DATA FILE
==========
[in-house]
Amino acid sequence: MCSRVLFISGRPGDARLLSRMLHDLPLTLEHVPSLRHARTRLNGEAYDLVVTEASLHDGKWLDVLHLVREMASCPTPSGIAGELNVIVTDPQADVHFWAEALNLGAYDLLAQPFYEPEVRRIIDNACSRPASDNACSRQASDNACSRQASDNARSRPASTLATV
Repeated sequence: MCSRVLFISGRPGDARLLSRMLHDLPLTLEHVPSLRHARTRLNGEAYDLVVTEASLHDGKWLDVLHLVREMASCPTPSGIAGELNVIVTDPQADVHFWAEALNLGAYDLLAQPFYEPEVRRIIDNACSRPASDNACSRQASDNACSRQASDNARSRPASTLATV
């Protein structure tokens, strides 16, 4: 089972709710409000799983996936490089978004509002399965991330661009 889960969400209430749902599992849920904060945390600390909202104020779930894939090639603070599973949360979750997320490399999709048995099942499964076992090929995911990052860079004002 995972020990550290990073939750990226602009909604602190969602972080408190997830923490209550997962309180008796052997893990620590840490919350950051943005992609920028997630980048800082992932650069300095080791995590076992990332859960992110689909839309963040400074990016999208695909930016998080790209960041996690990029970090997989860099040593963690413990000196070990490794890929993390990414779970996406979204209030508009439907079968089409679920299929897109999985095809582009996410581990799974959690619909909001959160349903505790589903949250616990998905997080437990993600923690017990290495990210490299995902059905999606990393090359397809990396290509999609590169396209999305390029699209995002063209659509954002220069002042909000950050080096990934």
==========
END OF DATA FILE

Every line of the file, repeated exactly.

[in-house]
Amino acid sequence: MCSRVLFISGRPGDARLLSRMLHDLPLTLEHVPSLRHARTRLNGEAYDLVVTEASLHDGKWLDVLHLVREMASCPTPSGIAGELNVIVTDPQADVHFWAEALNLGAYDLLAQPFYEPEVRRIIDNACSRPASDNACSRQASDNACSRQASDNARSRPASTLATV
Repeated sequence: MCSRVLFISGRPGDARLLSRMLHDLPLTLEHVPSLRHARTRLNGEAYDLVVTEASLHDGKWLDVLHLVREMASCPTPSGIAGELNVIVTDPQADVHFWAEALNLGAYDLLAQPFYEPEVRRIIDNACSRPASDNACSRQASDNACSRQASDNARSRPASTLATV
């Protein structure tokens, strides 16, 4: 089972709710409000799983996936490089978004509002399965991330661009 889960969400209430749902599992849920904060945390600390909202104020779930894939090639603070599973949360979750997320490399999709048995099942499964076992090929995911990052860079004002 995972020990550290990073939750990226602009909604602190969602972080408190997830923490209550997962309180008796052997893990620590840490919350950051943005992609920028997630980048800082992932650069300095080791995590076992990332859960992110689909839309963040400074990016999208695909930016998080790209960041996690990029970090997989860099040593963690413990000196070990490794890929993390990414779970996406979204209030508009439907079968089409679920299929897109999985095809582009996410581990799974959690619909909001959160349903505790589903949250616990998905997080437990993600923690017990290495990210490299995902059905999606990393090359397809990396290509999609590169396209999305390029699209995002063209659509954002220069002042909000950050080096990934």